3. Very Interesting question, Arun. In today’s time, in fact this question has started troubling even affordable middle class after just few years of the birth of the child. Whether to send child in a traditional ICSE/CBSE/State board where focus is mostly on studies or in an international school where focus is on all-round development? If we send our child to an international school, will they be able to clear IITs, will they be able to handle exam pressure, will they learn western culture as well, and so on along with peer pressure :-). And if we don’t admit in international school, is my kid going to be inferior compared to the kids going in an international school.
    In my opinion, option B seems a logical extension to continue education in a very competitive environment alongside top talents in India. And post that, a more mature out-of-the-family-protected graduate may be more ready to explore, selectively adopt a new culture and flourish with an all-round development.

  4. Very interesting question indeed and the same that we (me and my husband) are facing currently. Students have to face fierce competition for entry into top education institutions – IIT,BITS… Even though Indian students are groomed from school days to face competition, making a choice and that too a right choice for our children (along with them) is very tough.
    Exposure to western culture and all round development is sure very alluring but will the child be able to cope up with all that freedom so early in life?

  5. Education for ‘affording’ families sounds definitely different when we read it here. In order to satisfy my curiosity, I asked the riddle to old good friend (might be of everyone) – Google. The question was simple – ‘What one wants from education”. In the result set I found a quote which was amusing to answer my question as if god here wants to tease us with google these days – ‘No one wants a good education. Everyone wants a good degree’ quoted by Rudolph, Lee.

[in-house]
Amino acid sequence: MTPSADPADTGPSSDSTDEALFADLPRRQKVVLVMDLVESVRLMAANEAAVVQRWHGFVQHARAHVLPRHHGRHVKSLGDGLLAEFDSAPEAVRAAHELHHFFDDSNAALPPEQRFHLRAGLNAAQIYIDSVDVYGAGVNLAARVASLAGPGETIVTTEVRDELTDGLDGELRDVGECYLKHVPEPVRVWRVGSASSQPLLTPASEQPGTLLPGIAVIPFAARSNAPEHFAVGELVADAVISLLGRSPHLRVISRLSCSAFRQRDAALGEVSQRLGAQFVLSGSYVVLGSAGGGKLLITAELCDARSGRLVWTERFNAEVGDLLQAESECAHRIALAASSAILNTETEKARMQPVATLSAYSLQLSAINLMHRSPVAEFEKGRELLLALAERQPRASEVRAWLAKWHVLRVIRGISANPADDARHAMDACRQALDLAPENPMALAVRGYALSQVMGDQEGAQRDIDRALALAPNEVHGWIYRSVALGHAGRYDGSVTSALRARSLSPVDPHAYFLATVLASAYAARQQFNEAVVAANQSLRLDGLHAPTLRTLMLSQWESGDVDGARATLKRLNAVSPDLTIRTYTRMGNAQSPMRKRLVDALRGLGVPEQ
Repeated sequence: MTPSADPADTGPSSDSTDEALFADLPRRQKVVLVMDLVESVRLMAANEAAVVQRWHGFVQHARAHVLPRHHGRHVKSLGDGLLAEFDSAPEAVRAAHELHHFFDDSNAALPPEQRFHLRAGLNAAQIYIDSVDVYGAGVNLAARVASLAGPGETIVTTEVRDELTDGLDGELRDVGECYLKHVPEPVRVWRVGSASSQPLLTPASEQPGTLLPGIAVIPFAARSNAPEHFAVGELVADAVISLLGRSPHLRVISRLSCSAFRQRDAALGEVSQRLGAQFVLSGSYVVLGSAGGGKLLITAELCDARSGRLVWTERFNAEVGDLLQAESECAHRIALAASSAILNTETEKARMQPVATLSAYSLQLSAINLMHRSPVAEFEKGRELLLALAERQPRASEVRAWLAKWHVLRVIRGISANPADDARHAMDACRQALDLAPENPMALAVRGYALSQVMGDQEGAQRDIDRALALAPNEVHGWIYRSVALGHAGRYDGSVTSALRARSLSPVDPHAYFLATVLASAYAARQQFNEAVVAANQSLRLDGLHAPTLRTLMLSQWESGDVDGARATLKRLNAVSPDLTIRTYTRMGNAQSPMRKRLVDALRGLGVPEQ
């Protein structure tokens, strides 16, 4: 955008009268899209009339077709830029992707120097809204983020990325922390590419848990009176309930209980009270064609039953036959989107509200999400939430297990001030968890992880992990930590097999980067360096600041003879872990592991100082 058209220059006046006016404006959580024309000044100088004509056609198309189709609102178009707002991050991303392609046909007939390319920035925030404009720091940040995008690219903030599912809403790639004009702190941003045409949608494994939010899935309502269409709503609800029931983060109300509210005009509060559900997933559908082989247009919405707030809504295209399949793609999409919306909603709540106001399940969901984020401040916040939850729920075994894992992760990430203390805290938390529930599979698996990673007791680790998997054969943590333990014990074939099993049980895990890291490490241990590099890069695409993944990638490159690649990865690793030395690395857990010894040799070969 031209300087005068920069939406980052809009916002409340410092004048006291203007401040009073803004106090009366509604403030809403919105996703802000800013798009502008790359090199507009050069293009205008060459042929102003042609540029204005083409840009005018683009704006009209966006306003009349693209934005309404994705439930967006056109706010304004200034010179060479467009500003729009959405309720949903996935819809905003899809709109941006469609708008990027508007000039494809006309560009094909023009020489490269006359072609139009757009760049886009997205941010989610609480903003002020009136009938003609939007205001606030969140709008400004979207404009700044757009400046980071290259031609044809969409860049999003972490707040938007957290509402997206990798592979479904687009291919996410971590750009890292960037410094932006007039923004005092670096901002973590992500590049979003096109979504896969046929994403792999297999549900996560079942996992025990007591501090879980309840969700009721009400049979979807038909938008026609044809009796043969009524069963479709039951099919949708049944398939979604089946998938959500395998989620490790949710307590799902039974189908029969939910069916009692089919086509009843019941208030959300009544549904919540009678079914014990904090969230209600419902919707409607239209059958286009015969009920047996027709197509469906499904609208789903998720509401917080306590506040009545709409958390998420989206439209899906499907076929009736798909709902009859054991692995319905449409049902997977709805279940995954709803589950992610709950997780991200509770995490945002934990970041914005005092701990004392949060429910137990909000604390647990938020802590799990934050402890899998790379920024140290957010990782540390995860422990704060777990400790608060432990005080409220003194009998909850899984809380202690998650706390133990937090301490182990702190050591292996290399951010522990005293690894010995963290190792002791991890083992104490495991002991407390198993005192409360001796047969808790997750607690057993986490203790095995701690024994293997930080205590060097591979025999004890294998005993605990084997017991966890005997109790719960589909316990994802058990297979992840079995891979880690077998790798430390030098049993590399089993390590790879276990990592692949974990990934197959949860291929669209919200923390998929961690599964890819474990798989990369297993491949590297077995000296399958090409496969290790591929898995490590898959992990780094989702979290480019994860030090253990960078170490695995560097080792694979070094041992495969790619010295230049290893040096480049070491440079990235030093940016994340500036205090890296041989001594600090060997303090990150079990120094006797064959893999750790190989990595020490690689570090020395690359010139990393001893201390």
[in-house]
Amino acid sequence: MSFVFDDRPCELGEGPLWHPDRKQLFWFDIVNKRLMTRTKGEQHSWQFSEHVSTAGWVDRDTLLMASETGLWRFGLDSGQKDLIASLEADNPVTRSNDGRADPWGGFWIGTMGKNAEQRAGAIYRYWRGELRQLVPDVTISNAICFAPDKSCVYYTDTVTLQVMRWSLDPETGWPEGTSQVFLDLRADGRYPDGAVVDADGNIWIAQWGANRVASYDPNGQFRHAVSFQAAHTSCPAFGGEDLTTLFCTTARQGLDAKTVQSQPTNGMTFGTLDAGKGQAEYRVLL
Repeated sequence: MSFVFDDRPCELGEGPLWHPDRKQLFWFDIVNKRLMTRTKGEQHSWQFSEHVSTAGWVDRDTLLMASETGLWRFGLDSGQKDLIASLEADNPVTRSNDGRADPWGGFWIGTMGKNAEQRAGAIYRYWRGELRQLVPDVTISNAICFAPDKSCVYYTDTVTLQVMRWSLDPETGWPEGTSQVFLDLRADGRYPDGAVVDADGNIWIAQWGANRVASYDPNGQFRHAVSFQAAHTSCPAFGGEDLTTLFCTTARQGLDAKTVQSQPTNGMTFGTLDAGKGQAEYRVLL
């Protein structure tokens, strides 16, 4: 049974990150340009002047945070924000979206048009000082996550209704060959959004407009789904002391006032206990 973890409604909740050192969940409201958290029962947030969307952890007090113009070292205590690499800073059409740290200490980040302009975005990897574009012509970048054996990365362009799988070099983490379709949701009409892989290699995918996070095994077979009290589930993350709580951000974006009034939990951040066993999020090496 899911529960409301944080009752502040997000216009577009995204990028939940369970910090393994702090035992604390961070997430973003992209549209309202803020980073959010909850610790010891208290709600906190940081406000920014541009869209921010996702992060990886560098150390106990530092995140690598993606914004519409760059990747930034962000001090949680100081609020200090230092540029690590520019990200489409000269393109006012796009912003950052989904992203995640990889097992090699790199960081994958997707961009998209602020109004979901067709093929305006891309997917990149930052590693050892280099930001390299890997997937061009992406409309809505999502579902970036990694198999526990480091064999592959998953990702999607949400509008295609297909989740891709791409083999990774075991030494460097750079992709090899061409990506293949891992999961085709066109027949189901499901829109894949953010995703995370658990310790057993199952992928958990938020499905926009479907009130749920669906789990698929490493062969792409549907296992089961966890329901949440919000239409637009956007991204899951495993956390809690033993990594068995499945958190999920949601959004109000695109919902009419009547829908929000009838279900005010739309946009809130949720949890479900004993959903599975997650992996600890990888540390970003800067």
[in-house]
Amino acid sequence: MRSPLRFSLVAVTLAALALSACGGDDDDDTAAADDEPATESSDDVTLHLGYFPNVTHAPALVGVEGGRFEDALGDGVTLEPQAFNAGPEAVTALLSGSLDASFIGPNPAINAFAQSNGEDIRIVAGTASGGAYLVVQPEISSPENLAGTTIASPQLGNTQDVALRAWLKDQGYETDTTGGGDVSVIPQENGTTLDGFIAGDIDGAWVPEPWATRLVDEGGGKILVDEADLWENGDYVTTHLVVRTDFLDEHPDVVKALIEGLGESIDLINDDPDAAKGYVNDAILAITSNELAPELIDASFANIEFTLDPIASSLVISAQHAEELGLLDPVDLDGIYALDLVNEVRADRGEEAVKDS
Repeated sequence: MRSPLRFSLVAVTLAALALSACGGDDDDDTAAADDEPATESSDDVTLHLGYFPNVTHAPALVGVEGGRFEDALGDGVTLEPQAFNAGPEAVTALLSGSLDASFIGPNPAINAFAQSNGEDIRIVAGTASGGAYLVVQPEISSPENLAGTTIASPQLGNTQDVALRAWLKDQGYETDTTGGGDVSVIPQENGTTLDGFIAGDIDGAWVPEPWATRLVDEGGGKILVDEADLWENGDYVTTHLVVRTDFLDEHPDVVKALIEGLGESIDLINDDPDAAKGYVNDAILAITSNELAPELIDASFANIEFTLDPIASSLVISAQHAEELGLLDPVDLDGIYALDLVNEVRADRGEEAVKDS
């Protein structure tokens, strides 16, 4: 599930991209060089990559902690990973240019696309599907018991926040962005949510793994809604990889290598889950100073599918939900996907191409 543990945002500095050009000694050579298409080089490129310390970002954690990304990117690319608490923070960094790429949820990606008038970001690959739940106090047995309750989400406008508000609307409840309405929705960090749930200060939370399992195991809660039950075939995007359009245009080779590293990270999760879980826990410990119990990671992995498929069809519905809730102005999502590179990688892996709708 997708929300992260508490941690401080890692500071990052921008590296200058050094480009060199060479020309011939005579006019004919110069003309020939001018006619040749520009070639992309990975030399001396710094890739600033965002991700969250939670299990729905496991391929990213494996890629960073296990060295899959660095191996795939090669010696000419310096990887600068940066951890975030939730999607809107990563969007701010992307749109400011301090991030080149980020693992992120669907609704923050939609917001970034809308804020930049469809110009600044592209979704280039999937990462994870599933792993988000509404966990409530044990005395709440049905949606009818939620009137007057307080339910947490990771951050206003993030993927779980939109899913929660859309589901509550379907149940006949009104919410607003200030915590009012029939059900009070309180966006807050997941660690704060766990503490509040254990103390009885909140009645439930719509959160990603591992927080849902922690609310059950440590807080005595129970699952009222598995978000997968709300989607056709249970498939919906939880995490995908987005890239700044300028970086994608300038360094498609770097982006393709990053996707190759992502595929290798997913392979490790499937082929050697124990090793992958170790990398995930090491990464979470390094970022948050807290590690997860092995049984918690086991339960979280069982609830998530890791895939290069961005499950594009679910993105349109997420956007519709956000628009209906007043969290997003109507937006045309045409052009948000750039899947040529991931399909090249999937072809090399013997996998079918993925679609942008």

On researching this quote, I landed up reading abstract from some book suggested by Google again – “Conference Papers: Overcoming barriers to educational disadvantage which has some interesting insights about question raised in this blog. Insights basis age group and two observations that caught my attention were these:-
    – Observation 1 – Education is important to be a good person. You need good education to get a good job so you can have enough money to live.
    – Observation 2 – It can be good to learn if they make things fun to learn.
    In short everyone wants good education, good job and enough money to live. But these things hold true only for those group which target to push their kids beyond the circle or line of divide in society so that the kid can attain all these aspects of lives which the parents could not and simply education can do the trick here.
    When it comes to affording families, they know it very well their social position is reflected in society already and they tend to merge the same while educating their kid which is certainly justified.
    Come to think about it, I am educated from Option (a) or Option (c). Which one has chances to secure my future in any way possible? So answer here can be (a).
    If we put this insight in the options given here, I would definitely vote for Option a) Western countries (US, UK etc.) where the focus is on all-round development;

  6. Undergraduate – b or a
    Postgraduate – a

    But student interest and influence from mentors drives the decision.

    Also depends on future plan after graduation.

  7. The most important aspect is “Lakshya Kya Hai”…
    If that is defined, it is much easier to filer a, b or c.
    Another aspect is the environment around the student matters a lot. So if there is an option to go to the best university, then it should be the obvious choice.
    And yes in today’s scenario all round development matters a lot. It boosts the confidence and keeps the morale high.

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The Artlessness of Delegation – Part 2 | Arun Nathani Blog